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US4762518A (en) * 1986-08-01 1988-08-09 Pancretec, Inc. Blockage hazard alarm in an intravenous system
JPH061152Y2 (en) * 1989-04-28 1994-01-12 シャープ株式会社 Air finder of the infusion pump
US5072595A (en) * 1990-09-19 1991-12-17 Barbier William J Apparatus for detecting small bubbles in a pressurized fluid stream
US5177993A (en) * 1991-07-22 1993-01-12 Ivac Corporation Air-in-line sensor
US5533512A (en) * 1994-03-18 1996-07-09 Ohmeda Inc. Method and apparatus for detection of venous air emboli
US5853386A (en) * 1996-07-25 1998-12-29 Alaris Medical Systems, Inc. Infusion device with disposable elements
US5738103A (en) * 1996-07-31 1998-04-14 Medwave, Inc. Segmented estimation method
US5868710A (en) * 1996-11-22 1999-02-09 Liebel Flarsheim Company Medical fluid injector
US6616633B1 (en) * 1997-09-19 2003-09-09 Alaris Medical Systems, Inc. Apparatus and method for air-in-line detection
US6659976B2 (en) 2001-04-16 2003-12-09 Zevek, Inc. Feeding set adaptor
US6531708B1 (en) 2001-04-16 2003-03-11 Zevex, Inc. Optical bubble detection system
US7403125B2 (en) * 2005-05-06 2008-07-22 Accuri Cytometers, Inc. Flow cytometry system with bubble detection
US7996188B2 (en) 2005-08-22 2011-08-09 Accuri Cytometers, Inc. User interface for a flow cytometer system
US8303894B2 (en) 2005-10-13 2012-11-06 Accuri Cytometers, Inc. Detection and fluidic system of a flow cytometer
US7776268B2 (en) * 2005-10-13 2010-08-17 Accuri Cytometers, Inc. User interface for a fluidic system of a flow cytometer
US7857005B2 (en) * 2005-12-07 2010-12-28 Accuri Cytometers, Inc. Pulsation attenuator for a fluidic system
US8283177B2 (en) * 2006-03-08 2012-10-09 Accuri Cytometers, Inc. Fluidic system with washing capabilities for a flow cytometer
US7780916B2 (en) * 2006-03-08 2010-08-24 Accuri Cytometers, Inc. Flow cytometer system with unclogging feature
US8017402B2 (en) 2006-03-08 2011-09-13 Accuri Cytometers, Inc. Fluidic system for a flow cytometer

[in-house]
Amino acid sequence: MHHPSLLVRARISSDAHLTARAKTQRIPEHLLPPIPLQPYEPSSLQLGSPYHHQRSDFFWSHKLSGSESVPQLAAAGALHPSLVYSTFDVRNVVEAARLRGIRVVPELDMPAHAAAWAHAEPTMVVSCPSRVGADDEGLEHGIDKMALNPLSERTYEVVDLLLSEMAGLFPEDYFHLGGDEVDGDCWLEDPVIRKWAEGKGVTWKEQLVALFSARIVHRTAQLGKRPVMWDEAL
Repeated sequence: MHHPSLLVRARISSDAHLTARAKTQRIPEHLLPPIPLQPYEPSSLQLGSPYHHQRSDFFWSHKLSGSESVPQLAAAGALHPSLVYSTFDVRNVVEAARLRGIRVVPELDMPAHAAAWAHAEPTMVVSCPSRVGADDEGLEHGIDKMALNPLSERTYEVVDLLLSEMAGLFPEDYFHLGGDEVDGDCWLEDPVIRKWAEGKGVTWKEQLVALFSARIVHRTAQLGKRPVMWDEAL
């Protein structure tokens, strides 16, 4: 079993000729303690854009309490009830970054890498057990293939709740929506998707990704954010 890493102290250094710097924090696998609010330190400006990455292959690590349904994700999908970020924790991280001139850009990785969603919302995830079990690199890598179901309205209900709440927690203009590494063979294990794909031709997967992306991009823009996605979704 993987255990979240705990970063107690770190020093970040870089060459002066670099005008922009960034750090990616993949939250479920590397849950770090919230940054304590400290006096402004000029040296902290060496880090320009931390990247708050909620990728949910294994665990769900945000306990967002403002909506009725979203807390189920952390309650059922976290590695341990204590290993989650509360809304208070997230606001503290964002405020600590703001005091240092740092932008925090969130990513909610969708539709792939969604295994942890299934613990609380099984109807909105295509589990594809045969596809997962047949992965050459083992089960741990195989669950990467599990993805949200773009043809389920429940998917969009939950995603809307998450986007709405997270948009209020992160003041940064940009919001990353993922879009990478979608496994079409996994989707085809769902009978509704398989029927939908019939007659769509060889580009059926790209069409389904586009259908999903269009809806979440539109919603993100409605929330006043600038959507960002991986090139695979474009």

US7981661B2 (en) * 2006-04-17 2011-07-19 Accuri Cytometers, Inc. Flow cytometer system with sheath and waste fluid measurement
US20080103445A1 (en) * 2006-09-29 2008-05-01 Blaine David H Method and Apparatus for Detecting Air Bubbles
US8715573B2 (en) * 2006-10-13 2014-05-06 Accuri Cytometers, Inc. Fluidic system for a flow cytometer with temporal processing
US7805978B2 (en) 2006-10-24 2010-10-05 Zevex, Inc. Method for making and using an air bubble detector
WO2008058217A3 (en) * 2006-11-07 2008-10-09 Accuri Instr Inc Flow cell for a flow cytometer system
US7739060B2 (en) 2006-12-22 2010-06-15 Accuri Cytometers, Inc. Detection system and user interface for a flow cytometer system
DE102007025513B4 (en) * 2007-06-01 2014-06-05 Hahn-Schickard-Gesellschaft für angewandte Forschung e.V. Apparatus and method for facilitating the evaluation of a filling state
US7987722B2 (en) 2007-08-24 2011-08-02 Zevex, Inc. Ultrasonic air and fluid detector
JP2011505919A (en) 2007-12-07 2011-03-03 ゼヴェクス・インコーポレーテッド Method of inducing lateral motion Langevin type oscillator used the split electrodes of the ceramic element
US8432541B2 (en) * 2007-12-17 2013-04-30 Accuri Cytometers, Inc. Optical system for a flow cytometer with an interrogation zone
US8539812B2 (en) 2009-02-06 2013-09-24 Zevek, Inc. Air bubble detector
US20110061471A1 (en) * 2009-06-02 2011-03-17 Rich Collin A System and method of verification of a sample for a flow cytometer
US8507279B2 (en) 2009-06-02 2013-08-13 Accuri Cytometers, Inc. System and method of verification of a prepared sample for a flow cytometer